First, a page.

High Blood Sugar Levels linked to Brain Shrinkage

According to an article in the December Wellsource Healthy Choices Newsletter, new research at the University of South Wales (Neurology 79 (1): 1019-1026 SEP 2012) shows that if your fasting blood sugar, or glucose, levels are in the high end of “normal” , your risk of brain shrinkage and diabetes increases. When brain shrinkage occurs, the cells, tissues, and connections in the brain are lost or damaged, which can lead to dementia, seizures, and cognitive problems, and often gets worse over time. diabetes blood test Normal fasting glucose levels are 70-99mg/dl; high normal is considered 90-99mg/dl. A Hemoglobin A1c test will measure your average blood sugar levels over the past 2-3 months. Many physicians will recommend the getting the A1c test to see if your blood sugar is under control. The most common cause of elevated blood sugar (glucose) is insulin resistance caused by inactivity and by being overweight. What can you do?
  • Exercise daily for 30-plus minutes.
  • Lose weight. Even losing 10 to 15 pounds of fat can lower your glucose.
  • Eat low glycemic index foods ( most fruits and vegetables except potatoes, whole grains, nuts, legumes.)
Many pre-diabetics and diabetics will have to watch the amount of carbohydrates they eat at each meal. Surprisingly, even fruits and vegetables have starches and some are as high as grain products. For example, one piece of wheat bread has 13g of carbohydrates and an apple has 15g of carbohydrates! Adding healthy fats can minimize the glycemic rate, so the apple is a better choice, but it would be better to add some peanut butter to it. Yogurt and some other dairy products can also have a high carbohydrate value, so be sure to read your labels. For example, non-fat fruited yogurt had 28g of carbohydrates. A better alternative would be a handful of almonds that has only 4-6g of carbohydrates. Most men are to have the maximum of 4-5 carbohydrate servings per meal (60-75g) and women should aim for 3-4 carbohydrate servings per meal (45-60). The total amount of carbohydrates has the most impact on post-meal blood sugar levels. Reading labels is the best way to track your carbohydrate levels if you are pre-diabetic or diabetic. Diabetes is a serious disease and many body organs can be negatively affected. Monitor your blood sugar and keep on track to a healthy lifestyle! Health One Labs offers a Diabetes Test Package for $ 99 which includes: The Comprehensive Health Profile consists of the following groups of online blood tests:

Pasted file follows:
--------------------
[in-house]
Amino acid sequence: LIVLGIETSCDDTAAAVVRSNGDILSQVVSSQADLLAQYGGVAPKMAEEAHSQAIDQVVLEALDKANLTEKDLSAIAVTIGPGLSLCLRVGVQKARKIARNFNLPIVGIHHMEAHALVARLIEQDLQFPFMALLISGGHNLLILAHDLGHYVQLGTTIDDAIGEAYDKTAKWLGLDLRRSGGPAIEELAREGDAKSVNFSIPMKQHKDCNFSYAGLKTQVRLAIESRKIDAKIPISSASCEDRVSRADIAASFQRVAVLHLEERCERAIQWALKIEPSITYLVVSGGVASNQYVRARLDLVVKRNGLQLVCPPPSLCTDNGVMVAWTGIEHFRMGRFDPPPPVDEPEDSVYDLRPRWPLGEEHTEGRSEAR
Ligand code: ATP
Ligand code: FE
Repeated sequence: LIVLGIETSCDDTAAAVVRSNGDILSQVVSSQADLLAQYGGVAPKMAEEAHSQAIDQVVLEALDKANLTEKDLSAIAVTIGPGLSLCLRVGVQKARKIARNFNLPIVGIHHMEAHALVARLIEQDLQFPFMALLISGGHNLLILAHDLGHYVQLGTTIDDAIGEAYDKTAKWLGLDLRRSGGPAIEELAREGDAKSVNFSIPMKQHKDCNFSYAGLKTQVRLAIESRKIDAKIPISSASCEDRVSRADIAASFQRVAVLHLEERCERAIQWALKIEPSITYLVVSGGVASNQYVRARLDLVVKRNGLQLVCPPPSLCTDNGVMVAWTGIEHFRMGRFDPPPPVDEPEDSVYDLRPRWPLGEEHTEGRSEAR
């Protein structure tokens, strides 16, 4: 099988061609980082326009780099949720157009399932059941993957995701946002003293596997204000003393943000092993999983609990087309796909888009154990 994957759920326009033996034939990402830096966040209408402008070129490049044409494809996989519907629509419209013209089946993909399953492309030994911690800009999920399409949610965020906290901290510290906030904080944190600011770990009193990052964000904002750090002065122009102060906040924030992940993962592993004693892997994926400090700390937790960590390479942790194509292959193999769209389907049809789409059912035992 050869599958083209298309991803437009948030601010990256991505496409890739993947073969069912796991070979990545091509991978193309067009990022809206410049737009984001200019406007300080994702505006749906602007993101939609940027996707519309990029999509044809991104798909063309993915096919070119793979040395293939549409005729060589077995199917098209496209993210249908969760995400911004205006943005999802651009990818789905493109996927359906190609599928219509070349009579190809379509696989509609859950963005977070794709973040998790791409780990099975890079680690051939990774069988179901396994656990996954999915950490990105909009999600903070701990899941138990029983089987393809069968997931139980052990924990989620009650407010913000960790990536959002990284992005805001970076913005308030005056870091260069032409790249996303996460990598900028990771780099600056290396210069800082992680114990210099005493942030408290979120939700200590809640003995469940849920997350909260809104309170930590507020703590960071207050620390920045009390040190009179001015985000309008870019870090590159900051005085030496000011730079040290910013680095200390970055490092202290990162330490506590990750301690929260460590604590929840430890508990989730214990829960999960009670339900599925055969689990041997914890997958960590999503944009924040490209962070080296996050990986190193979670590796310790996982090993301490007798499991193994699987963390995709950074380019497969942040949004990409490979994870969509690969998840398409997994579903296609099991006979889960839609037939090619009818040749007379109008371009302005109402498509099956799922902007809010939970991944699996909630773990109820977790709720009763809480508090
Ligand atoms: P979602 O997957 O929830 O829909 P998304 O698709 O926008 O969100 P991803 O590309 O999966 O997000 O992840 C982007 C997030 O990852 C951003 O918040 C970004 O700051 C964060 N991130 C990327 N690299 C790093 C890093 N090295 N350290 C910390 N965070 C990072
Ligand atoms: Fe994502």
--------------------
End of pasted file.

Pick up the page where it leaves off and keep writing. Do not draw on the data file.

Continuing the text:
• Lipid Panel
  • Liver Profile
  • Kidney Panel
  • Minerals & Bone
  • Fluids & Electrolytes
  • Complete Blood Count
  • Diabetes Screen
The Hemoglobin A1c test tests for long term glucose levels. Molecules of glucose (sugar) in the blood bind to this fraction of hemoglobin, and stay bound to it for months. The higher the amount of blood glucose, the higher the amount of hemoglobin A1c, and according to its value, one can obtain the average blood sugar during the previous 8 to 12 weeks. The test indicates how well your diabetes has been controlled in the 2 to 3 months before the test. Information gained from this test can help determine whether your diabetes medication needs to be adjusted. It can also help your health professional estimate your risk of developing complications from diabetes, such as kidney failure, vision problems, and leg or foot numbness. The A1c level is directly related to complications from diabetes: the lower your A1c level, the lower your risk for complications. Microalbumin, Random Urine A microalbumin test checks urine for the presence of a protein called albumin. Albumin is normally found in the blood and filtered by the kidneys. When the kidneys are working properly, albumin is not present in the urine. But when the kidneys are damaged, small amounts of albumin leak into the urine. This condition is called microalbuminuria. Take Control of Your Health Medical Disclaimer: The information included on this site is for informational purposes only. It is not intended nor implied to be a substitute for professional medical advice. The reader should always consult his or her health care provider to determine the appropriateness of the information for their own situation or if they have any questions regarding a medical condition or treatment plan. The writer is not a physician or other health provider.